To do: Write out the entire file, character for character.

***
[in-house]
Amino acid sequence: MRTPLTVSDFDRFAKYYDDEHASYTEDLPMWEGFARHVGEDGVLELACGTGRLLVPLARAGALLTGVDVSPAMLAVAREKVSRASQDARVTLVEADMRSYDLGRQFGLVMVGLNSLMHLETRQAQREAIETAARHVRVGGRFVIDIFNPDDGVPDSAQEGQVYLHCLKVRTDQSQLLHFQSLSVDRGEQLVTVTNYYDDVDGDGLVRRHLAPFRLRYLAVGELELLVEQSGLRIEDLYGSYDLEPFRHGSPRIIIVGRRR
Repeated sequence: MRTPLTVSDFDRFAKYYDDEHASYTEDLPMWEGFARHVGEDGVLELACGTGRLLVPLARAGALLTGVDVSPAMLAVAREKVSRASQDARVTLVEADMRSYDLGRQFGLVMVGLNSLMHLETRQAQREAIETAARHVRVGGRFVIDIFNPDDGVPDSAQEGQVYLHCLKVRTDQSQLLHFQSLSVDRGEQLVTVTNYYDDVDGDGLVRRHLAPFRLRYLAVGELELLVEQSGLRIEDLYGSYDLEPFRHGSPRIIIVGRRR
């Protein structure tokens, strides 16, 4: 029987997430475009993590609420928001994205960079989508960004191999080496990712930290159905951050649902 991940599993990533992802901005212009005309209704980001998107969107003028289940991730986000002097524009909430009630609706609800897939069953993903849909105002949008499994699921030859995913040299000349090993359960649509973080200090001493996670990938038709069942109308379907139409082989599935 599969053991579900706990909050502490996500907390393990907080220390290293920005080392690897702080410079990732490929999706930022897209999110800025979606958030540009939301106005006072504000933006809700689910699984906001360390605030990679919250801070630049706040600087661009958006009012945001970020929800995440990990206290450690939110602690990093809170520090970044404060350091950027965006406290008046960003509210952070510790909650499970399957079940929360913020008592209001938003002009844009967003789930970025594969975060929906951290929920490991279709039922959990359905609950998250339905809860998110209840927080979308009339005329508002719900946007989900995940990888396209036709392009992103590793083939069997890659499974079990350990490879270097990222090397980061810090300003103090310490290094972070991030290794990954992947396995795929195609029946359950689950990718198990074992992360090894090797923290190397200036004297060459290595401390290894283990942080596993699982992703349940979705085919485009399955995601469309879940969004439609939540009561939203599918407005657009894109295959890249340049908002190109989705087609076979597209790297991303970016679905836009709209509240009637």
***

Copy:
[in-house]
Amino acid sequence: MRTPLTVSDFDRFAKYYDDEHASYTEDLPMWEGFARHVGEDGVLELACGTGRLLVPLARAGALLTGVDVSPAMLAVAREKVSRASQDARVTLVEADMRSYDLGRQFGLVMVGLNSLMHLETRQAQREAIETAARHVRVGGRFVIDIFNPDDGVPDSAQEGQVYLHCLKVRTDQSQLLHFQSLSVDRGEQLVTVTNYYDDVDGDGLVRRHLAPFRLRYLAVGELELLVEQSGLRIEDLYGSYDLEPFRHGSPRIIIVGRRR
Repeated sequence: MRTPLTVSDFDRFAKYYDDEHASYTEDLPMWEGFARHVGEDGVLELACGTGRLLVPLARAGALLTGVDVSPAMLAVAREKVSRASQDARVTLVEADMRSYDLGRQFGLVMVGLNSLMHLETRQAQREAIETAARHVRVGGRFVIDIFNPDDGVPDSAQEGQVYLHCLKVRTDQSQLLHFQSLSVDRGEQLVTVTNYYDDVDGDGLVRRHLAPFRLRYLAVGELELLVEQSGLRIEDLYGSYDLEPFRHGSPRIIIVGRRR
């Protein structure tokens, strides 16, 4: 029987997430475009993590609420928001994205960079989508960004191999080496990712930290159905951050649902 991940599993990533992802901005212009005309209704980001998107969107003028289940991730986000002097524009909430009630609706609800897939069953993903849909105002949008499994699921030859995913040299000349090993359960649509973080200090001493996670990938038709069942109308379907139409082989599935 599969053991579900706990909050502490996500907390393990907080220390290293920005080392690897702080410079990732490929999706930022897209999110800025979606958030540009939301106005006072504000933006809700689910699984906001360390605030990679919250801070630049706040600087661009958006009012945001970020929800995440990990206290450690939110602690990093809170520090970044404060350091950027965006406290008046960003509210952070510790909650499970399957079940929360913020008592209001938003002009844009967003789930970025594969975060929906951290929920490991279709039922959990359905609950998250339905809860998110209840927080979308009339005329508002719900946007989900995940990888396209036709392009992103590793083939069997890659499974079990350990490879270097990222090397980061810090300003103090310490290094972070991030290794990954992947396995795929195609029946359950689950990718198990074992992360090894090797923290190397200036004297060459290595401390290894283990942080596993699982992703349940979705085919485009399955995601469309879940969004439609939540009561939203599918407005657009894109295959890249340049908002190109989705087609076979597209790297991303970016679905836009709209509240009637």